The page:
The University of Newcastle, Australia

Exploring Multifaceted Clustering of Complex Electricity Time-Series Data to Support Data-Driven Decision-Making in the Energy Sector

Closing Date: 31 January 2021Apply Now


PhD Scholarship

The primary goal of this project is to explore methodologies and processes available for clustering complex, long, low frequency time series with spatial, temporal, or categorical factors associated with them – such as those found in the energy sector. The focus will be on mapping out which tools are most appropriate for use, the various considerations that should be made when using those tools, the metrics that should be used in validating their success and, when applicable, possible amendments/adjustments and improvements that may be required depending on the application scenario in hand. Though the focus need not be strictly limited to energy related time-series only, this project will receive support from CSIRO researchers in the energy domain.

Background:

Long time series data is one of the largest sources of residential energy use information in the electricity sector. These time series are obtained from interval meters which typically record electricity for an individual household every half an hour. Since interval meter databases end up capturing data for hundreds of thousands of households, across many years, this time series data becomes large and difficult to understand. Yet there is a real industry need to better understand this data to improve decisions around tariffs, consumer equality, and supply-demand operations. This is where clustering and forming clustered representations of time series become key for the energy sector. There are different approaches to achieve this so-called ‘load clustering’ (more broadly ‘time-series clustering’), where ‘load’ refers to the electrical time series load of a household. However, the considerations that need to be made when employing such clustering are not well understood – especially when these time series have linked characteristics.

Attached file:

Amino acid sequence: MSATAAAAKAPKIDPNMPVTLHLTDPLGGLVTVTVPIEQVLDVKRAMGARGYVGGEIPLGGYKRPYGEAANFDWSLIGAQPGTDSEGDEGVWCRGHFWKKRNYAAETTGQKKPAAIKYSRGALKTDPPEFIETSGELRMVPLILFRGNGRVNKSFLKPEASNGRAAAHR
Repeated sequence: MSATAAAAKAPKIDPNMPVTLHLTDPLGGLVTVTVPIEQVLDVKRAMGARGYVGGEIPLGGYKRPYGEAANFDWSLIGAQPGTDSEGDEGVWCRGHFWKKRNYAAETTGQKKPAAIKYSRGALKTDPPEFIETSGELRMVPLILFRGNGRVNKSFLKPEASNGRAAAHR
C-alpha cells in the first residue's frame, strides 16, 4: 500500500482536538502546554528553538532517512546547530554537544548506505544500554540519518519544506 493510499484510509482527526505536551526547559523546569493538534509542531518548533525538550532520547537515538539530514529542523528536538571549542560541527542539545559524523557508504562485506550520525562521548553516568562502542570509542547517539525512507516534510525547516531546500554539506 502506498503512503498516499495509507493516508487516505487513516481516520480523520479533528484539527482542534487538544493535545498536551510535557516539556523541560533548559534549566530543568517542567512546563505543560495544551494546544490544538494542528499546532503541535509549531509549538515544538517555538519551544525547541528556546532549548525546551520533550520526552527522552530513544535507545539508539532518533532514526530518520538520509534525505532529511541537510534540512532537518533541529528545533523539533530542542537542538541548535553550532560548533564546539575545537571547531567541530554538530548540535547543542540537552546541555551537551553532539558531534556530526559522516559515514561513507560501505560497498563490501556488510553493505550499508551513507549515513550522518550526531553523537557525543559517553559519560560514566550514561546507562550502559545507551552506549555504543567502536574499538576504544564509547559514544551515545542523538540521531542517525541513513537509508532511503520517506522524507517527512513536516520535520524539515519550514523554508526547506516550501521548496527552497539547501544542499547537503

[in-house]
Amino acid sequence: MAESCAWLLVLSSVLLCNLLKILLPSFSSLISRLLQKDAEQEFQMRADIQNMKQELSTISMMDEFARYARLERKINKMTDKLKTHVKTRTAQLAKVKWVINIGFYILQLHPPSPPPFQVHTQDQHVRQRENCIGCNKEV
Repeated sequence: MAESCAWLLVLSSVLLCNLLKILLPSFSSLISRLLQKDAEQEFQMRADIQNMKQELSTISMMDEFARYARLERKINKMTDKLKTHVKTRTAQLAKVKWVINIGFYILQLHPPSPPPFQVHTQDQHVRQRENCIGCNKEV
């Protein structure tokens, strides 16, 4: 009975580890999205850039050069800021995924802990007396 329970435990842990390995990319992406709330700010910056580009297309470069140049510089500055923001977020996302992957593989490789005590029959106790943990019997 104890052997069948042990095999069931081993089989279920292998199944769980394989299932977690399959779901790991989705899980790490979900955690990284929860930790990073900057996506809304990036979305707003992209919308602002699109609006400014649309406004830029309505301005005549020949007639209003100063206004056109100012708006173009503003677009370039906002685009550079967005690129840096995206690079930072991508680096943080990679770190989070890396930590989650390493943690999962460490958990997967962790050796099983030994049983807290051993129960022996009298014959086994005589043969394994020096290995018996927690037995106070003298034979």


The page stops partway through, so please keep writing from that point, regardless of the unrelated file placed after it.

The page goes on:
There is a complicated relationship between humans and electricity usage, especially due to weather and work schedules. The electricity usage of a household is very closely linked to weather. Depending on the season, electricity usage can be wildly different due to space conditioning either heating or cooling large areas. Electricity usage is also very closely linked to work schedules. Usage can vary greatly between workdays and weekends/holidays. Businesses and organisations in charge of operating the electricity network are concerned about knowing the ‘when’ and ‘why’ of high simultaneous usage across residential and commercial sites. This typically happens when it’s very hot, a workday, and in the evening. When this occurs, it can mean outages for anyone on the network. This means a clustering approach should be robust enough to identify these anomalies within groups of households. Currently, a common way of assessing these clusters is through the use of a motif. These are useful as they allow industry to apply rules, conditions and considerations to a single representative load for many households, rather than having to consider each of these individually. Knowing these motifs can help improve the planning of electricity supply and policies. However, the motifs on their own lack much of the complexity of location, weather, year shifts, demographics and the likes. Additionally, the motifs often lose anomalies. The anomalies are important, but only play a small part in the time series and, as such, they may not be properly captured/represented, thus not biasing clustering. Some work in this area has already been completed by CSIRO. However, understanding how to incorporate intelligence from linked data, and mapping out the levers available to cater clustering to particular purposes is less known.